Snacks – Banana Bread Edition

We’re continuing full force with 2015 – Year of Guests.  This month features some of our favorite bike racers, Luke and Kaitie who are out here for the good training weather and, obviously, our spectacular company.

I know (because we’ve asked them bluntly) that everyone who’s stayed with us so far has been nervous about the Vegan thing and about what we’ll make them eat.  Luckily (I think/hope!), no one’s been totally grossed out or left hungry so far!  Yay plants!

On Sunday, I had a need to bake and a couple of old frozen bananas i.e. THE PERFECT STORM/combination for Banana Bread!  Last time I made banana bread, the recipe use a lot of coconut oil which, although a miracle oil, tends to get kind of thick when said baked good is left at room temperature thus requiring that the aforementioned baked good requires is warmed up every time you want a nibble.  So, round two, new coconut oil-less recipe.

I used this recipe from Dairy Free Cooking but, based on the ingredients I had, made some substitutions.

Banana Bread


  • 2 c. flour
  • 3/4 c. granulated sugar
  • 1/2 c. brown sugar
  • 3/4 t. baking soda
  • 3/4 t. salt
  • 3/4 t. cinnamon
  • 1/2 c. coconut milk *recipe suggested plain soy milk or almond milk
  • 1 t. apple cider vinegar
  • 2 cups mashed banana *I only had 3 bananas, it was fine!
  • 1/4 c. vegetable oil *recipe suggested canola
  • 2 T. maple syrup
  • 1 t. vanilla
  • Walnuts (optional) but highly recommended!

1. Preheat the oven to 350 F. Lightly oil a 9″x5″ loaf pan and set aside.

2. In a large mixing bowl, whisk together the coconut milk and cider vinegar and let stand for 2 minutes

3. In a medium-sized mixing bowl, mix together the flour, sugars, baking soda, salt, and cinnamon.

4. Add the mashed banana, canola oil, maple syrup, and vanilla extract to the coconut milk/vinegar mixture, whisking until well combined.

5. Add the dry ingredients to the wet, mixing until just combined (try not to overmix!). Fold in the walnuts if using and pour the batter into the prepared loaf pan.

6. Bake for about 1 hour, or until a toothpick inserted into the center emerges clean. Allow the bread to cool on a wire cooling rack for 20 minutes before serving. Enjoy warm or at room temperature.

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We’ve also enjoyed banana bread warmed up in our cast iron skillet, shmeared with almond butter, and topped with some avocado slices.  That brainwave belongs to Collin – another reason to keep him around!


2015 and a Quinoa Salad

Hi Hello!  I’m back!  Sorry for the 3 month hiatus.  In between moving across the country (lol yea I live in California now) and the holidays, this kind of fell to the wayside.  BUT it’s a new year and life has sort of normalized now so I’m back in the game.

I thought about doing a quick life update here, but the longer I waited, the more intimidating that post became.  So I’m not going to do that and instead I’m going to point you in the direction of my boyfriend’s blog because he HAS been keeping up with updates!  So if you want to know what moving to California was like, check out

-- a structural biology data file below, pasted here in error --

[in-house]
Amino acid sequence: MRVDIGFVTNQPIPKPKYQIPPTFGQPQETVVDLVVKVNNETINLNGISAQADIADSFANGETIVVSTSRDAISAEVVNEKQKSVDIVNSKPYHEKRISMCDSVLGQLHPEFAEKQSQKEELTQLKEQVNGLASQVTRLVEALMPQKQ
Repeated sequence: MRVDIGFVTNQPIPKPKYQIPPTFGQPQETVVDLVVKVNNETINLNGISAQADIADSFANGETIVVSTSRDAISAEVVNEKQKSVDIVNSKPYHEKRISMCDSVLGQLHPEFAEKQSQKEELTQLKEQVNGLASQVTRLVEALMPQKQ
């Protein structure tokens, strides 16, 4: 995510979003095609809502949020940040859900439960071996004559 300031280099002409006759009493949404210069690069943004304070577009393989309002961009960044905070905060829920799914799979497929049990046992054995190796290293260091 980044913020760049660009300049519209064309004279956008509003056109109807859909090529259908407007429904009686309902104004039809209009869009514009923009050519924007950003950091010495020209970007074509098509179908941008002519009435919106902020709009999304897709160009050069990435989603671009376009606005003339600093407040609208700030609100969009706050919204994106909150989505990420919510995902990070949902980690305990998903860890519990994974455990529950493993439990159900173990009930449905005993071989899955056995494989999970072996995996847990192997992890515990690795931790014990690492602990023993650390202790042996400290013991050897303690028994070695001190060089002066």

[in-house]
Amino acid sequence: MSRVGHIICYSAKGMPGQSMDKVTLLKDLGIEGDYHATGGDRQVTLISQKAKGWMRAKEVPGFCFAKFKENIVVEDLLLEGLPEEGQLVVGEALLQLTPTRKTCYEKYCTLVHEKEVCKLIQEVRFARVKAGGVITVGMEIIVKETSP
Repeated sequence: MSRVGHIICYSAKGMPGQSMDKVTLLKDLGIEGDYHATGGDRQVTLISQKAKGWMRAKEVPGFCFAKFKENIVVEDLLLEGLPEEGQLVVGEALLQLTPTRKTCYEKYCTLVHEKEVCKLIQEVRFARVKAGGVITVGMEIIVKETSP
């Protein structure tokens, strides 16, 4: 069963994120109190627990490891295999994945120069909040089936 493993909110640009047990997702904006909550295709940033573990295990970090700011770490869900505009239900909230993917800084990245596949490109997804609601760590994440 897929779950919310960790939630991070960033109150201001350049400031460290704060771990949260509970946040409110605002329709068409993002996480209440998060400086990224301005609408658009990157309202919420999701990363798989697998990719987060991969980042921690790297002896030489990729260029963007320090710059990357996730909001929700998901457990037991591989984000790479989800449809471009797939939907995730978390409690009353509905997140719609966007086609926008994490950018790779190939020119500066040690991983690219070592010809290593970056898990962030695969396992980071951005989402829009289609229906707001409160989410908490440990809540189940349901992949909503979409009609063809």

AND NOW: THE POST.  And a little background because obviously.

With Collin’s new job at Apple, he travels a lot and by a lot I mean minimum 10 trips per year to China for a week and a half at a time.  That’s a lot of Katherine time especially since we don’t really know anyone out here yet.  So!  I’ve been cooking!  One, so I don’t starve and two, because it’s fun to find a recipe and take the time to make it good!

Without further ado, this is what I made myself for dinner two nights ago!

Quinoa with zuchinni, mint, cranberries, and walnuts


  • 1 cup Quinoa
  • 1/2 cup water
  • 1/4 cup white wine
  • 1/2 teaspoon kosher salt
  • Olive oil
  • 1 large zucchini, cut into ¼” rounds
  • kosher salt to taste
  • 1 large shallot, minced
  • ¼ cup apple cider vinegar
  • ¼ cup olive oil
  • ½ cup toasted walnut pieces
  • ¼ cup dried cranberries
  • mint to taste
  • kosher salt to taste


  1. Cook the quinoa according to the instructions in the white wine and water mixture.
  2. Once the quinoa is done, fluff with a fork, and set aside to cool.
  3. In a heavy pan, add the olive oil over medium heat. Add the zucchini rounds and cook until browned on each side and tender, about 3 minutes. Season with kosher salt to taste, and remove from heat and set aside

    Cooking the zucchini!

    Cooking the zucchini!

  4. In a small bowl combine the shallots, vinegar and olive oil and whisk together.
  5. In a large bowl combine the cooled quinoa and the olive oil mixture, tossing to coat the quinoa. Season to taste with Kosher salt.
  6. Gently fold in the zucchini, walnuts, dried cranberries and fresh mint. Transfer to a serving platter.

    My quinoa bowl!

    My quinoa bowl!

I was really pleased with how this recipe turned out!  It accomplished that great vegan balance of being satisfying but not heavy and over filling.  Also, I think I might add craisins to everything from now on because yum.

This recipe was adapted from the recipe on Heather Christo’s blog.  She’s not exclusively vegan, but I’ve found some really great options there!  Check out her Spicy Thai Noodle Soup!

Until next time, blog-sphere!

That Vegan Life

In 7th grade home ec (rebranded Family and Consumer Science by that time #politicalcorrectitude), our class watched a movie on vegetarianism. I don’t remember much of the movie except that it upset and inspired 12 year old me to declare my new resolution to become vegetarian. I was even committed enough to get some books from the library on being vegetarian and eating well!  The only flaw in my plan was that during this phase of my life (ages 0-20) I ate approximately 0 vegetables and pretty much sustained myself on fruit, meat, and carbs.  In fact, this foray into vegetarianism coincided with Easter weekend (a.k.a. the Catholic Ham Holiday) and, since I did not partake in any of the side dishes full of veggies, my meal consisted almost entirely of potato chips.  And chocolate.  Because Easter candy… NEEDLESS TO SAY, my first meat free diet attempt did not go well or last long.